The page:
Brian Page, financial education teacher at Reading High School, is passionate about teaching students the skills they need to manage their finances well. He says his career combines both of his passions: teaching and finance. Those interests have led him to develop Reading's financial literacy program into an innovative course that students love. His efforts have even contributed to creating a personal finance course that is required for graduation, and that meets the requirements necessary to serve as a course at the University of Cincinnati.
Not only is Page a popular and innovative teacher at his school, he has also served on the Ohio Commission of Personal Finance Education and the Financial Literacy Implementation Committee. Plus, he has helped train educators at Ohio Teacher's Academy how to better engage students in personal finance lessons.
To sum up the impact of Brian Page's course on students at Reading High School, his colleague John Morris says, "Brian is an outstanding teacher. He is consistently looking for new materials and innovative ways to engage students; asking himself, how do I get them interested in this content?" Morris, who works at the University of Cincinnati's Economics Center for Education & Research, has worked closely with Page on Ohio legislation promoting financial education requirements, and on implementing financial literacy curricula.
Morris can't say enough about Brian Page's drive to serve his students well. He says that students in Page's class are learning firsthand that "you can drive your own destiny with the right financial decisions." Along with Practical Money Skills' financial education curricula and Financial Soccer and Financial Football video games, Page has organized a collection of financial literacy books for his students to borrow, a classroom resource center, recommended Podcasts, and an "in the news" area of his classroom with the latest financial literacy news—fed from his Twitter account. His Twitter feed is geared entirely toward students and other financial education teachers.
His students also participate in numerous simulations, including a game he developed: Awesome Island. The Awesome Island Game requires students to create simulated real-life budgets that begin at age 20 and require revision every five years. They make decisions about everything from investments to which car they'll buy. Students with the highest "net worth" at the end of the exercise end up in Awesome Island, an imaginary place where you can have anything you want. Those with an average net worth end up on It's Ok Island, and those who've made financial missteps and have a low net worth land on Everything's Lame Island. The game is available at www.awesomeislandgame.com.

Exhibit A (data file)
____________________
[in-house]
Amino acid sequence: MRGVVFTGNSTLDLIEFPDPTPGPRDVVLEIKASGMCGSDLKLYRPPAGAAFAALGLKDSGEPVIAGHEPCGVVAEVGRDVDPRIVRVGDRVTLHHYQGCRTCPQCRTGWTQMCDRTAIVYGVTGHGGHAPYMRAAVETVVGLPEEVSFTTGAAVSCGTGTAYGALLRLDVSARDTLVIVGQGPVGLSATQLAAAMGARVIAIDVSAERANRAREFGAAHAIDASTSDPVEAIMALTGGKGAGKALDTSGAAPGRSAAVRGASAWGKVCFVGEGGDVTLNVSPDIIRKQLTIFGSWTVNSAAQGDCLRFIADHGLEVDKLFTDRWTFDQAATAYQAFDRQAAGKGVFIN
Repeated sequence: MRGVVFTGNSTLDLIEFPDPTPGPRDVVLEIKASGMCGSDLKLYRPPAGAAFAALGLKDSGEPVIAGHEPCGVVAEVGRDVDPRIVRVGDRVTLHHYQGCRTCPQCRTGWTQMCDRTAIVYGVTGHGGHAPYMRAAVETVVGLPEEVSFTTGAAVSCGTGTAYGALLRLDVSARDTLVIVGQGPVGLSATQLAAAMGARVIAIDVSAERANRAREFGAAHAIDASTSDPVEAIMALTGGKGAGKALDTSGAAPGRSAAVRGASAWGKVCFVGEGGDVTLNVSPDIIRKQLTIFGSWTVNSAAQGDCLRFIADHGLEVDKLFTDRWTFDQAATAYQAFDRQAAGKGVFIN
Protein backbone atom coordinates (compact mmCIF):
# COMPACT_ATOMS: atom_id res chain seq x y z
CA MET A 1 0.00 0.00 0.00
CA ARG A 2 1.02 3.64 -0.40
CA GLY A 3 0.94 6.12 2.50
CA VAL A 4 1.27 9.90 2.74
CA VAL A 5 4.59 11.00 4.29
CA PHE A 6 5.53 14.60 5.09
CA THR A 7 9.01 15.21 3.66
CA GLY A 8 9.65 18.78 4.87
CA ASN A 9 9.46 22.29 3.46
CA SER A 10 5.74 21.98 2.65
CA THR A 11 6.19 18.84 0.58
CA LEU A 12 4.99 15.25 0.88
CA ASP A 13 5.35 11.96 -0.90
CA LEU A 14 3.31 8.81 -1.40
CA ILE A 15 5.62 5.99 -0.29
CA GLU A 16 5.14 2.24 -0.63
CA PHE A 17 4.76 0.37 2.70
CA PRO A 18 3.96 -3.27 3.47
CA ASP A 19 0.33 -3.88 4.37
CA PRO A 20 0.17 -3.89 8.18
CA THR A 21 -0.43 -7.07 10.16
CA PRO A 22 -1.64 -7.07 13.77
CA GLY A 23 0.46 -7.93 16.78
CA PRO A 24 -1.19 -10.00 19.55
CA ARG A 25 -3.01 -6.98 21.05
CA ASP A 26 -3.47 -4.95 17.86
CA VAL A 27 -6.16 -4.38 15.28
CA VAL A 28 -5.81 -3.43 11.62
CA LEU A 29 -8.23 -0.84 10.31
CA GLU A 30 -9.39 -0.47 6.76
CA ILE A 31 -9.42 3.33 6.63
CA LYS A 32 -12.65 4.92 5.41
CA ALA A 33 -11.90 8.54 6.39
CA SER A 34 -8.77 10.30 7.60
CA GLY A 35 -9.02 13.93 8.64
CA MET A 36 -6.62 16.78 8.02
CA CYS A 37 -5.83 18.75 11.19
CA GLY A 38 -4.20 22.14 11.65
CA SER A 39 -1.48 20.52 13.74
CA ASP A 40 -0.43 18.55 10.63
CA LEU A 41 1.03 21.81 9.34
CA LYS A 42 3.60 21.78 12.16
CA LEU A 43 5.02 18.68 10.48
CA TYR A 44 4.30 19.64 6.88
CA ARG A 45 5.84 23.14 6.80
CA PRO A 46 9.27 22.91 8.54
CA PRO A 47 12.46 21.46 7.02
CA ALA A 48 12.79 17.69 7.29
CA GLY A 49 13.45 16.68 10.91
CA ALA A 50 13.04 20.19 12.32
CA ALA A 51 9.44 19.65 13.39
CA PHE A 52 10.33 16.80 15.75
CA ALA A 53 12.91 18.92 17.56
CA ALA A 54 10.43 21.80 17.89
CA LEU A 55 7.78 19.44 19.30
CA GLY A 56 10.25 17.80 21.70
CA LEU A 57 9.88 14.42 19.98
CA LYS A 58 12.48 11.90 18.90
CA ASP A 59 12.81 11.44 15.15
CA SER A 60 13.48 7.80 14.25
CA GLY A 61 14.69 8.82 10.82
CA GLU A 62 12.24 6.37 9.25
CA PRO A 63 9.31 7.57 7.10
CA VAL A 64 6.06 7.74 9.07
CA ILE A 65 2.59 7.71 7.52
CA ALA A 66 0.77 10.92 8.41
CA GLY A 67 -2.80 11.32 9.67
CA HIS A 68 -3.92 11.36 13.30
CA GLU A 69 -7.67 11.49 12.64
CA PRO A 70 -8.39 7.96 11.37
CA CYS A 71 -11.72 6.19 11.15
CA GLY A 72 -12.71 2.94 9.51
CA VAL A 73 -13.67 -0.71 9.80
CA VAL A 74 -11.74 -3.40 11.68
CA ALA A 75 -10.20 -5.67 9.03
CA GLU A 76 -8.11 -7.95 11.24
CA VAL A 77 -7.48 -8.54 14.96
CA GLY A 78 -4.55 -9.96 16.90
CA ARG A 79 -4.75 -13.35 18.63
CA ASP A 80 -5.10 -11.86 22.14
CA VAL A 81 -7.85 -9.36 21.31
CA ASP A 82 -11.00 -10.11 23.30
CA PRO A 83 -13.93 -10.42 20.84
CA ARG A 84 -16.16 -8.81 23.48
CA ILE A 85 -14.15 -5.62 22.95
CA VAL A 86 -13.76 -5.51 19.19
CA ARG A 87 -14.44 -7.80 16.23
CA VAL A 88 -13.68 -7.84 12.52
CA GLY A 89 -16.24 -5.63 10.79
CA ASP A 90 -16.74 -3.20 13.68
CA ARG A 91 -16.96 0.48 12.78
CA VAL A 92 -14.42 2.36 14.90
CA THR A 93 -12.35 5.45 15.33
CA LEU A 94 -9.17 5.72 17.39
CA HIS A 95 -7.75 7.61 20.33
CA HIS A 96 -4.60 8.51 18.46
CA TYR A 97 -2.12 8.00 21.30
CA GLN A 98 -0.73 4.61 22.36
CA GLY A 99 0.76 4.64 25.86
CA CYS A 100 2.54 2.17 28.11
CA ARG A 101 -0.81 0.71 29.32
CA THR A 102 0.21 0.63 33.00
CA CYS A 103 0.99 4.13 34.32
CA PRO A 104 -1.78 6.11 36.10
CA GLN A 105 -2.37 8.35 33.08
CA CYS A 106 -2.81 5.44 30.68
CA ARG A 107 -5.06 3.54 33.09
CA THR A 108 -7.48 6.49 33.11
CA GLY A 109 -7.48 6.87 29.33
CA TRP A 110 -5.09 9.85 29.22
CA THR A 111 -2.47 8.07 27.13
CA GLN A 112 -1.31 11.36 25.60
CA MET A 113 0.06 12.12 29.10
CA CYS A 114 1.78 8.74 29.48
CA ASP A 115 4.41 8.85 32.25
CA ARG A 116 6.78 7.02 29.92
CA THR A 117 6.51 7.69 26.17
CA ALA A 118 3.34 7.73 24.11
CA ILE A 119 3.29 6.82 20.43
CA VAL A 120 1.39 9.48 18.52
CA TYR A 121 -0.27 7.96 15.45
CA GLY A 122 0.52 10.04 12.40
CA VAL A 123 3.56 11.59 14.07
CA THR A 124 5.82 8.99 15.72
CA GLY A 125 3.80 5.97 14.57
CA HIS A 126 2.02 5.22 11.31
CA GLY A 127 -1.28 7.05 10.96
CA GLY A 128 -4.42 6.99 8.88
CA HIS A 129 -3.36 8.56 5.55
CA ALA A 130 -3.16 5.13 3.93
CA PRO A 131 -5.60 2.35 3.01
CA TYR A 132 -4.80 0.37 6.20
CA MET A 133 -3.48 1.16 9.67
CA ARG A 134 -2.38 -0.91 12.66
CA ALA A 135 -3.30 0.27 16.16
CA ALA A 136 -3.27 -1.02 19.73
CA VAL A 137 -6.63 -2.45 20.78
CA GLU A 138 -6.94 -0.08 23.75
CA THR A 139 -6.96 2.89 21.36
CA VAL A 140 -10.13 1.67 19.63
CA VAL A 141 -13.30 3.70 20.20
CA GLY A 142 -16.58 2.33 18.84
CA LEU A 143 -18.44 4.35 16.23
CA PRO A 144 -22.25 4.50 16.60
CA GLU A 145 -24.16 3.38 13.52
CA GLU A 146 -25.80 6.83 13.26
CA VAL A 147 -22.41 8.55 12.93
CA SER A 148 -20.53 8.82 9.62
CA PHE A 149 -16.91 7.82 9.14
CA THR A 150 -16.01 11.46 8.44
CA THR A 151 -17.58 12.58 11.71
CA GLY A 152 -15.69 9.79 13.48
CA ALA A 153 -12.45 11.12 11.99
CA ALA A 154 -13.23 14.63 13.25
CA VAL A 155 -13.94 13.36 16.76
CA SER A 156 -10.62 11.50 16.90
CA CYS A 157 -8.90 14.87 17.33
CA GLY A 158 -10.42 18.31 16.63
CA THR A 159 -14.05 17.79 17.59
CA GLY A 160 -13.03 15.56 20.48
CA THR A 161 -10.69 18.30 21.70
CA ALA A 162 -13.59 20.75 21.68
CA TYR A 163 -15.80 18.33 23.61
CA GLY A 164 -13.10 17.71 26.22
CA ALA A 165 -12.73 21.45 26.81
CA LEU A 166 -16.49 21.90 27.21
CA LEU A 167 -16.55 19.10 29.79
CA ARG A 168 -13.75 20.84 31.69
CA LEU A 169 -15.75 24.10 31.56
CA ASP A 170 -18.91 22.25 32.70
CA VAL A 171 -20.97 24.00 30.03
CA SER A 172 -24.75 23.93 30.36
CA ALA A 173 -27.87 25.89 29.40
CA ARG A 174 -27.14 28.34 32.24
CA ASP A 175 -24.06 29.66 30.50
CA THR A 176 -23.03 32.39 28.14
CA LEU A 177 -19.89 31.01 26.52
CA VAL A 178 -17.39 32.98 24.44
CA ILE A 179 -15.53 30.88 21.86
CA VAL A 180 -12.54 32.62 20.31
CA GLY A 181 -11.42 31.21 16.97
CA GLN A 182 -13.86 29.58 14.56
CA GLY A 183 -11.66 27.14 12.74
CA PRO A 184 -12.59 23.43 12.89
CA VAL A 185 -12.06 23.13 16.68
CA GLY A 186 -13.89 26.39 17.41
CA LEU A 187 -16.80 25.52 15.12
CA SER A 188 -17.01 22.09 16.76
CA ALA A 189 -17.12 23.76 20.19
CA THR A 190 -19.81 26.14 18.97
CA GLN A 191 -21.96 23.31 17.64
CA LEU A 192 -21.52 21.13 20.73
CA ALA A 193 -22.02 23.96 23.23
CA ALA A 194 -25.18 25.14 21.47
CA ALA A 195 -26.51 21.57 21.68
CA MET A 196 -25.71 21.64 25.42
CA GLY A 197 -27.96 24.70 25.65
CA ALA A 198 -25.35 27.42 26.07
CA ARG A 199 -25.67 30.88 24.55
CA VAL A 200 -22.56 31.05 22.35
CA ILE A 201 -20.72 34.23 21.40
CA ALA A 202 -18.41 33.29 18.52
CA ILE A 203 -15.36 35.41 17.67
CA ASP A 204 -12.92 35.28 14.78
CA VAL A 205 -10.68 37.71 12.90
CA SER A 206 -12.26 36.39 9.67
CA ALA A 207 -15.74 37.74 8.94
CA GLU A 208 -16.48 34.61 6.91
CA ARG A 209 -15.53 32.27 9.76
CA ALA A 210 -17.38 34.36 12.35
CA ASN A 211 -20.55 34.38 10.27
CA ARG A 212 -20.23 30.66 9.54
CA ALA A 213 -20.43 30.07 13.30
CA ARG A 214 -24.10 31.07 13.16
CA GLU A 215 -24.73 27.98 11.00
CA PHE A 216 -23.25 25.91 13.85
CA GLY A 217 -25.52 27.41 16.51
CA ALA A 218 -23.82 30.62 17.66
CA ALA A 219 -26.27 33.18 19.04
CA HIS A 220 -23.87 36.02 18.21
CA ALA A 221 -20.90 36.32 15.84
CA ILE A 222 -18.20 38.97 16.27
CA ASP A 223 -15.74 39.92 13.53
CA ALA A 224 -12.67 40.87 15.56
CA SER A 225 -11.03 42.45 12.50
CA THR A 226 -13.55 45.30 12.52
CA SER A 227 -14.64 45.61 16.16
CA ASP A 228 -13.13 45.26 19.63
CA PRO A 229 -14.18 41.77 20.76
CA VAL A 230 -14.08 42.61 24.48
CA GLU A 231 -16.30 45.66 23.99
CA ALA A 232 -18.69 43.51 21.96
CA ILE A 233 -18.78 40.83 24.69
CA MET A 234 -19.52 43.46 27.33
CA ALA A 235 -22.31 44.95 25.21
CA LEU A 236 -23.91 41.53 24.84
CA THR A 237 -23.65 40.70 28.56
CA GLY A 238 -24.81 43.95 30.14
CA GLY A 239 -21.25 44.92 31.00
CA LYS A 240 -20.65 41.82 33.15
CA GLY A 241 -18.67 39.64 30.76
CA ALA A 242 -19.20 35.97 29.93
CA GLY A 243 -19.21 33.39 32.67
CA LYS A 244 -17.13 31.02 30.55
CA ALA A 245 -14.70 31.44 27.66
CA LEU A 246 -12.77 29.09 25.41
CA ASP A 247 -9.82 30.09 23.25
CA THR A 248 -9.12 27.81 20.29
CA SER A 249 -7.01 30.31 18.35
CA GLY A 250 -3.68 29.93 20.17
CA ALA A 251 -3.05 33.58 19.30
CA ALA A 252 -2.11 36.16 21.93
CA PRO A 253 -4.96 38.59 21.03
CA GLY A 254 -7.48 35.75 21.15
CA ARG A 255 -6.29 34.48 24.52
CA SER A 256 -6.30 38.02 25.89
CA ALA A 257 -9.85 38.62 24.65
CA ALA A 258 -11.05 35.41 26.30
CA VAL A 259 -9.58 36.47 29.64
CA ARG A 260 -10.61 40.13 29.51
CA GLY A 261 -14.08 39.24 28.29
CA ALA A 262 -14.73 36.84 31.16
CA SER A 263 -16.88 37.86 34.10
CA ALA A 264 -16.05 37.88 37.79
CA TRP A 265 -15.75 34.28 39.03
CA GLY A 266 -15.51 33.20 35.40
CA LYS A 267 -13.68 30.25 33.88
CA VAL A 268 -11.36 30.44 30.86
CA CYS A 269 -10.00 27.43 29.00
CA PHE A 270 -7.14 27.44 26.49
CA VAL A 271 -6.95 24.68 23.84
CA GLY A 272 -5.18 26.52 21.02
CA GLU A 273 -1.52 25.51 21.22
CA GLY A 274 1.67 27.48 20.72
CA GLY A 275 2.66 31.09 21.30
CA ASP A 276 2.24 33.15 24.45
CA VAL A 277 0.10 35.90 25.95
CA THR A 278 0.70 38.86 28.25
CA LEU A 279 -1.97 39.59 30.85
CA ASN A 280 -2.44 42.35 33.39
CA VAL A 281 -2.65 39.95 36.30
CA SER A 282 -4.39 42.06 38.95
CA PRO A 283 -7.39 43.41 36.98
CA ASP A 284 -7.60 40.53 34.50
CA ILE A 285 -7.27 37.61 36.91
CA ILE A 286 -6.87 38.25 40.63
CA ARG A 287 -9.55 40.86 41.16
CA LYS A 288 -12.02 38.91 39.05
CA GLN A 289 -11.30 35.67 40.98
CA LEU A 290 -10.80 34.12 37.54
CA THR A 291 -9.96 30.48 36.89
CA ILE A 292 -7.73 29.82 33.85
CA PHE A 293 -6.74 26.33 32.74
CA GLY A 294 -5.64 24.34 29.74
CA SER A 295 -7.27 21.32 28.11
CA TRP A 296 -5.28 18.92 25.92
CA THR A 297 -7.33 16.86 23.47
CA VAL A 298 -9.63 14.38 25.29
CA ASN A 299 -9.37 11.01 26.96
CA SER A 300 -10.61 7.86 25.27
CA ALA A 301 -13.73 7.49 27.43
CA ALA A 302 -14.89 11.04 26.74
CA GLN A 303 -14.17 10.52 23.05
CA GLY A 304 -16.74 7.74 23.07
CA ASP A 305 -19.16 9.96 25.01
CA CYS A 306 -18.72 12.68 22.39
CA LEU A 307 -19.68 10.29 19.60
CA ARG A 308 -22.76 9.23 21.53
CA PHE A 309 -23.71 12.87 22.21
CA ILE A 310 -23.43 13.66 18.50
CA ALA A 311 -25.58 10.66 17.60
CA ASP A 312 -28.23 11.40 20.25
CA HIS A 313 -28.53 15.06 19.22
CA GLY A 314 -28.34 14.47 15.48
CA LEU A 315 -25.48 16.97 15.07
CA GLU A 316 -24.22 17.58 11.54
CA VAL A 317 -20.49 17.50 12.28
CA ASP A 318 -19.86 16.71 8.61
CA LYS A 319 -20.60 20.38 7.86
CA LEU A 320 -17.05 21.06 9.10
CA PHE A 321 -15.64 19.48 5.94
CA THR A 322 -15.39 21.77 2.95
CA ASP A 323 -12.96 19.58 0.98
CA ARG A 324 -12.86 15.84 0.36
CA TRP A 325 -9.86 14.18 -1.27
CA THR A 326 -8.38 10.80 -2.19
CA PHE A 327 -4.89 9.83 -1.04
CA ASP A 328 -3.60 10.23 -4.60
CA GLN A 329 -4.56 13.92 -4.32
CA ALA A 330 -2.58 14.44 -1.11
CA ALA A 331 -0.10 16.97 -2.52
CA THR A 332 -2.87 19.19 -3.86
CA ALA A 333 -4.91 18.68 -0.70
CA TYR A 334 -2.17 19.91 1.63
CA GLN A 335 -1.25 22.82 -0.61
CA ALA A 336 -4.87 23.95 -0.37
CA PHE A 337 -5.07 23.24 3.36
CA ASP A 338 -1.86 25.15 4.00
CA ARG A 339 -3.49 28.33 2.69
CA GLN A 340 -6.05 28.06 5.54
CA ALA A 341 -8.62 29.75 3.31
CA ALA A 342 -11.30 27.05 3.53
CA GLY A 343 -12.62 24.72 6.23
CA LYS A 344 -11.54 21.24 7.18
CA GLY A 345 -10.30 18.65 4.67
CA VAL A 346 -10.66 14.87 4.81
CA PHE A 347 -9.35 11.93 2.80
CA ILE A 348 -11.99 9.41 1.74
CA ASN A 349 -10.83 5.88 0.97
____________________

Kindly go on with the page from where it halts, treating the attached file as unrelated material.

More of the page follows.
Page's next project, set to begin this spring, will require students to write financial articles for other teens. About the project, he says, "having students create articles consistent with the financial literacy curriculum creates the high order thinking skills necessary to engrain lifelong learning."
As for the impact on students, Brian recounts stories of former students who have returned after graduation to tell him that they've started a 401k, bought a house and are renting it out, or have successfully avoided inappropriate debt. As for why he thinks his program is so successful, Page mentions the incredible community, administrative and parental support, and his relationship with the UC's Economic Center. He says, "Finance is unique in that you're trying to shape students' behavior so they can save, spend, and invest consistently with their own values and goals. And they see the value in it." No doubt having a passionate teacher and engaging financial literacy lessons, projects and games are motivating factors as well.
Practical Money Skills commends Brian Page for his efforts and commitment to financial literacy education at Reading High School.